I am from India and I am in USA on a B1/B2 visa status. I met the owner of a private event management company and we discussed a project for a new business. The owner agreed to sponsor me, so that we can be partners and do a business here. His current annual turnover is $ 0.5 million. The business that we planned is a wedding planner and event management and my educational background is Pharmacy Graduate from India and MBA-International Marketing from Toronto (Canada).
Is there any law, where this particular company can sponsor me and I can partner with them to start a new business or work under his company?
Kindly reply asap for the same.
You will not be able to get a temporary visa to own a business since India lacks E-1 trader and E-2 investor treaties with the U.S.
Please click the link below for additional information.
Carl Shusterman, Esq.
Former INS Trial Attorney (1976-82)
Board Certified Immigration Attorney (1986 - Present)
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600 Wilshire Blvd., Suite 1550
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(213) 394-4554 x0
Web: www.shusterman.com (English)
(213) 394-4554 x0 Mr. Shusterman is a former INS Trial Attorney (1976-82) with over 35 years of immigration experience. His response to your question is general in nature, as not all the facts are known to him. You should retain an attorney experienced in immigration law to review all the facts in your case in order to receive advice specific to your case. Mr. Shusterman's statement above does not create an attorney/client relationship.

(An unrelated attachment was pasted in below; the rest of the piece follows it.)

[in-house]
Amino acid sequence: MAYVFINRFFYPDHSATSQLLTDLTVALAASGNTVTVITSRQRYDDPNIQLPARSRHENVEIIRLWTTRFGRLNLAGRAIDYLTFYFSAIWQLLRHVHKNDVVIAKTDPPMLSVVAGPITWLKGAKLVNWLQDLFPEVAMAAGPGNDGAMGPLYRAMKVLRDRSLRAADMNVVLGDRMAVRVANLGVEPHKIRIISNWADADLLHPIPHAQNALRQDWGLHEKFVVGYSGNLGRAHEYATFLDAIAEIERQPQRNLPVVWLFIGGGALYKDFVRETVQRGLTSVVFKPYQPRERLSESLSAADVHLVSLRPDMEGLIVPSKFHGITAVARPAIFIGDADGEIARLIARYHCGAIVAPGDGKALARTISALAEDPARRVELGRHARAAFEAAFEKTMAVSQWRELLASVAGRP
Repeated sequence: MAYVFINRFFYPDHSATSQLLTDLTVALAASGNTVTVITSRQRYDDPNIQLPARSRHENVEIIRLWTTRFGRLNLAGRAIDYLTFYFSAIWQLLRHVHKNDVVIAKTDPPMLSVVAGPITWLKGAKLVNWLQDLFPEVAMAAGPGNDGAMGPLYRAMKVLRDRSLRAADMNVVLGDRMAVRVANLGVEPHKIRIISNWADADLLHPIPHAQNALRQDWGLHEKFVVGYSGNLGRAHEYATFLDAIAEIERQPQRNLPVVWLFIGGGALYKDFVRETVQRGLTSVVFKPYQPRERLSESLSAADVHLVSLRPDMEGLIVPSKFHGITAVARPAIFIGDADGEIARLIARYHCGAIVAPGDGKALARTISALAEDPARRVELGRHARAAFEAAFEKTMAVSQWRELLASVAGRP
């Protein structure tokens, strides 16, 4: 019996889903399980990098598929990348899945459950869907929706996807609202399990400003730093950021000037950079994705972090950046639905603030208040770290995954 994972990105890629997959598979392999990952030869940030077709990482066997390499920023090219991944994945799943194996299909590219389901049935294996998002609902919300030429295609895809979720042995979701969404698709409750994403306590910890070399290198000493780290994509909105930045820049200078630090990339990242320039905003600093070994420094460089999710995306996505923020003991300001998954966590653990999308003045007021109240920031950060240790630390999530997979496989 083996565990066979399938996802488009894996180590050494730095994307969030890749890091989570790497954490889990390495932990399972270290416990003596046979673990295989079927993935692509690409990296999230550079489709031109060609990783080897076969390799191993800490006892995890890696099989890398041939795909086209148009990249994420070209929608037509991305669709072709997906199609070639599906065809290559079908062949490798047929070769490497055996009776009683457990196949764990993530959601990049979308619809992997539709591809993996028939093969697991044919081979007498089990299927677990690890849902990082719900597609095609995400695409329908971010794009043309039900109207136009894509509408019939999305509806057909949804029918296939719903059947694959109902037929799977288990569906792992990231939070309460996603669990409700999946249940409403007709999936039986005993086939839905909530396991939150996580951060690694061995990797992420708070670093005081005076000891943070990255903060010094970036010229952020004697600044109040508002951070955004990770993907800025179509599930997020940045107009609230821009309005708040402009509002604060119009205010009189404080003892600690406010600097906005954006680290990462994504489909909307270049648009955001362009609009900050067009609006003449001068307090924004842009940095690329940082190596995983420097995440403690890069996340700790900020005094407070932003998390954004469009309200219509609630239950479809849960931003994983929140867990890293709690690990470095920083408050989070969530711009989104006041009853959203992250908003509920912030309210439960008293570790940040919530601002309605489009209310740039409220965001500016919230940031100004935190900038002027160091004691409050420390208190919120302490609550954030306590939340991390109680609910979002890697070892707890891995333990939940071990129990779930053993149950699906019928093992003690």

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Whether or not this company can sponsor you depends on many facts. For example, the first inquiry should be whether or not it makes sense for a company of this size to hire for a specialty occupation position (i.e. a position that requires at least a bachelor's degree). Also you may be able partner with them to start a new business and have that business sponsor your H-1B. There are some important considerations when you own part of the sponsoring company, so the company must be established in a certain way. I strongly recommend that you work with an experienced immigration attorney either way. I'll be happy to help (202-454-2837).
The statement above does not create an attorney-client relationship. It is intended as general information only and it is not a substitute for legal advice. You should consult with a licensed attorney to discuss the specific facts and circumstances of your case.
Not on the facts you give.
You should retain an experienced immigration lawyer, whether myself or one of my colleagues, to review all the facts, advise you, and handle the case.
J Charles Ferrari Eng & Nishimura 213.622.2255 The statement above is general in nature and does not constitute legal advice, as not all the facts are known. You should retain an attorney to review all the facts specific to your case in order to receive advise specific to your case. The statement above does not create an attorney/client relationship. Answers on Avvo can only be general ones, as specific answers would require knowledge of all the facts. As such, they may or may not apply to the question.